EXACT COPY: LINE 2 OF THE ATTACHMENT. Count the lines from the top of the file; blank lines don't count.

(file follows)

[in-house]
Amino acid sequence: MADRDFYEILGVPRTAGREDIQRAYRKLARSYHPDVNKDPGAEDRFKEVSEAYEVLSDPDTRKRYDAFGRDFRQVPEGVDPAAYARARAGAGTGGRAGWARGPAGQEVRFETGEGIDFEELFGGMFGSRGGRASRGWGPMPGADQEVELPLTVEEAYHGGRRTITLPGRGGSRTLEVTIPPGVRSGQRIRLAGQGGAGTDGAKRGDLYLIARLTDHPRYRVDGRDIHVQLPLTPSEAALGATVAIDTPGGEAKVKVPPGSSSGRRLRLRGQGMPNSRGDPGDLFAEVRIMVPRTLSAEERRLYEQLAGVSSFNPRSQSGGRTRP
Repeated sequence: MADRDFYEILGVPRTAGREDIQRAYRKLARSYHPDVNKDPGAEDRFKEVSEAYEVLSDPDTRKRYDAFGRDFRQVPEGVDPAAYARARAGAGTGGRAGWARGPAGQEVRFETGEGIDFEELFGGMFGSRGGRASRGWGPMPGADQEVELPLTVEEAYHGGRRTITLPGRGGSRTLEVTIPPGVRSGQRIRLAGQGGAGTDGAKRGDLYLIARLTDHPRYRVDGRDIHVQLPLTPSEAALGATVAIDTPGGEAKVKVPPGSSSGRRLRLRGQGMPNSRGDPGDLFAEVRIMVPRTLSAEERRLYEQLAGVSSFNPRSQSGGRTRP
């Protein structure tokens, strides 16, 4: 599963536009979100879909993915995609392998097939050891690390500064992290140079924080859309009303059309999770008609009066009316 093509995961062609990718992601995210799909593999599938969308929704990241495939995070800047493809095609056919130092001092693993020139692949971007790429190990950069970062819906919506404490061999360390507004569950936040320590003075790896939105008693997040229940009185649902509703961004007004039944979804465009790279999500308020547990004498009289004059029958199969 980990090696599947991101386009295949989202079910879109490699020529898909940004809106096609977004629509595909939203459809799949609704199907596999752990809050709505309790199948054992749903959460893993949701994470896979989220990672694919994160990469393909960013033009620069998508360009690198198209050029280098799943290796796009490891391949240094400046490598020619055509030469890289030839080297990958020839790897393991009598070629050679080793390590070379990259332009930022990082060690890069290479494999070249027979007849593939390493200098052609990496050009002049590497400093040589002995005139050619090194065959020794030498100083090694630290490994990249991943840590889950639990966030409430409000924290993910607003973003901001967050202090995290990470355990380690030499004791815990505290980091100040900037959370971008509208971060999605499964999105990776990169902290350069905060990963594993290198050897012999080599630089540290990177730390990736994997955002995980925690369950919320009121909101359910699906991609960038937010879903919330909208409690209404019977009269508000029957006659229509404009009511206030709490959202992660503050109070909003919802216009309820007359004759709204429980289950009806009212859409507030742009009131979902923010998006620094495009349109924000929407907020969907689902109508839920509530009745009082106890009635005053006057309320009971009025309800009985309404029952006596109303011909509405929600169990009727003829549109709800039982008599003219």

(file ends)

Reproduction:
Amino acid sequence: MADRDFYEILGVPRTAGREDIQRAYRKLARSYHPDVNKDPGAEDRFKEVSEAYEVLSDPDTRKRYDAFGRDFRQVPEGVDPAAYARARAGAGTGGRAGWARGPAGQEVRFETGEGIDFEELFGGMFGSRGGRASRGWGPMPGADQEVELPLTVEEAYHGGRRTITLPGRGGSRTLEVTIPPGVRSGQRIRLAGQGGAGTDGAKRGDLYLIARLTDHPRYRVDGRDIHVQLPLTPSEAALGATVAIDTPGGEAKVKVPPGSSSGRRLRLRGQGMPNSRGDPGDLFAEVRIMVPRTLSAEERRLYEQLAGVSSFNPRSQSGGRTRP